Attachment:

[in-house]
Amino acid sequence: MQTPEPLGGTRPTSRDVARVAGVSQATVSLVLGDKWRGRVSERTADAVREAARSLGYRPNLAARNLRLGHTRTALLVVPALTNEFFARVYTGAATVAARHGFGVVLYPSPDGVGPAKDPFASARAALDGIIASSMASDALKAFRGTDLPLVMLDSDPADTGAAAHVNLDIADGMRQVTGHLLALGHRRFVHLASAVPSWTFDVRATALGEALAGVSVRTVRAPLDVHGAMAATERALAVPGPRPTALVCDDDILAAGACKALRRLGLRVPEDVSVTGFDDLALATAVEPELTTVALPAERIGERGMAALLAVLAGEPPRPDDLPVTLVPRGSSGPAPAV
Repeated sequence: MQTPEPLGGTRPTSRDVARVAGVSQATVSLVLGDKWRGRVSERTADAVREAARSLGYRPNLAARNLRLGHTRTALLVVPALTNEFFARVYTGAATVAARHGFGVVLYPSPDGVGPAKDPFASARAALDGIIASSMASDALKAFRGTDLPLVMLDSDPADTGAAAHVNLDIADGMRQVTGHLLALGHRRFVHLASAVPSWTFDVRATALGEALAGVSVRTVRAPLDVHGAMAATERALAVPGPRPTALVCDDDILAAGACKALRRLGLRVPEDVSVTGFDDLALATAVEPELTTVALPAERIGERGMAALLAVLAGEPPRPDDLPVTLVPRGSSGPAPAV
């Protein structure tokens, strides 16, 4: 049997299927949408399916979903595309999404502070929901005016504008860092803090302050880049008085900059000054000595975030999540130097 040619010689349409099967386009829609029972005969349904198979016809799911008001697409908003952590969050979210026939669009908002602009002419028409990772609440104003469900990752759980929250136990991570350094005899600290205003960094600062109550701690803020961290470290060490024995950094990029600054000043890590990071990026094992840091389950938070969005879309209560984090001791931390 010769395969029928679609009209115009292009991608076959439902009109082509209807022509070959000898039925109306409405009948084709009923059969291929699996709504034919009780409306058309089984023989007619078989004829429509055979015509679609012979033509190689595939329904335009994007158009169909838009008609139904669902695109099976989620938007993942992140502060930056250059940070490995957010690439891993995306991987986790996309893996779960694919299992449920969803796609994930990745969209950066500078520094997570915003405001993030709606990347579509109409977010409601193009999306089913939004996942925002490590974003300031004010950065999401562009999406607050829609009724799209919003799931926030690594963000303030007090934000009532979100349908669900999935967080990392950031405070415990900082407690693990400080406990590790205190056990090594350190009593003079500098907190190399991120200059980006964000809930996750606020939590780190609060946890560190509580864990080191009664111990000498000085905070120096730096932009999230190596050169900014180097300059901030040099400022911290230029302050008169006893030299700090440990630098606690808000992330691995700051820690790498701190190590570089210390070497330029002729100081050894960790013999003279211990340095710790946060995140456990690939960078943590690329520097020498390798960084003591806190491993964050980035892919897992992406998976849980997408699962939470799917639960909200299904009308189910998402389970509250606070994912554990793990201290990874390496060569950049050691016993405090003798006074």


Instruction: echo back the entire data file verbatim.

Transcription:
[in-house]
Amino acid sequence: MQTPEPLGGTRPTSRDVARVAGVSQATVSLVLGDKWRGRVSERTADAVREAARSLGYRPNLAARNLRLGHTRTALLVVPALTNEFFARVYTGAATVAARHGFGVVLYPSPDGVGPAKDPFASARAALDGIIASSMASDALKAFRGTDLPLVMLDSDPADTGAAAHVNLDIADGMRQVTGHLLALGHRRFVHLASAVPSWTFDVRATALGEALAGVSVRTVRAPLDVHGAMAATERALAVPGPRPTALVCDDDILAAGACKALRRLGLRVPEDVSVTGFDDLALATAVEPELTTVALPAERIGERGMAALLAVLAGEPPRPDDLPVTLVPRGSSGPAPAV
Repeated sequence: MQTPEPLGGTRPTSRDVARVAGVSQATVSLVLGDKWRGRVSERTADAVREAARSLGYRPNLAARNLRLGHTRTALLVVPALTNEFFARVYTGAATVAARHGFGVVLYPSPDGVGPAKDPFASARAALDGIIASSMASDALKAFRGTDLPLVMLDSDPADTGAAAHVNLDIADGMRQVTGHLLALGHRRFVHLASAVPSWTFDVRATALGEALAGVSVRTVRAPLDVHGAMAATERALAVPGPRPTALVCDDDILAAGACKALRRLGLRVPEDVSVTGFDDLALATAVEPELTTVALPAERIGERGMAALLAVLAGEPPRPDDLPVTLVPRGSSGPAPAV
């Protein structure tokens, strides 16, 4: 049997299927949408399916979903595309999404502070929901005016504008860092803090302050880049008085900059000054000595975030999540130097 040619010689349409099967386009829609029972005969349904198979016809799911008001697409908003952590969050979210026939669009908002602009002419028409990772609440104003469900990752759980929250136990991570350094005899600290205003960094600062109550701690803020961290470290060490024995950094990029600054000043890590990071990026094992840091389950938070969005879309209560984090001791931390 010769395969029928679609009209115009292009991608076959439902009109082509209807022509070959000898039925109306409405009948084709009923059969291929699996709504034919009780409306058309089984023989007619078989004829429509055979015509679609012979033509190689595939329904335009994007158009169909838009008609139904669902695109099976989620938007993942992140502060930056250059940070490995957010690439891993995306991987986790996309893996779960694919299992449920969803796609994930990745969209950066500078520094997570915003405001993030709606990347579509109409977010409601193009999306089913939004996942925002490590974003300031004010950065999401562009999406607050829609009724799209919003799931926030690594963000303030007090934000009532979100349908669900999935967080990392950031405070415990900082407690693990400080406990590790205190056990090594350190009593003079500098907190190399991120200059980006964000809930996750606020939590780190609060946890560190509580864990080191009664111990000498000085905070120096730096932009999230190596050169900014180097300059901030040099400022911290230029302050008169006893030299700090440990630098606690808000992330691995700051820690790498701190190590570089210390070497330029002729100081050894960790013999003279211990340095710790946060995140456990690939960078943590690329520097020498390798960084003591806190491993964050980035892919897992992406998976849980997408699962939470799917639960909200299904009308189910998402389970509250606070994912554990793990201290990874390496060569950049050691016993405090003798006074």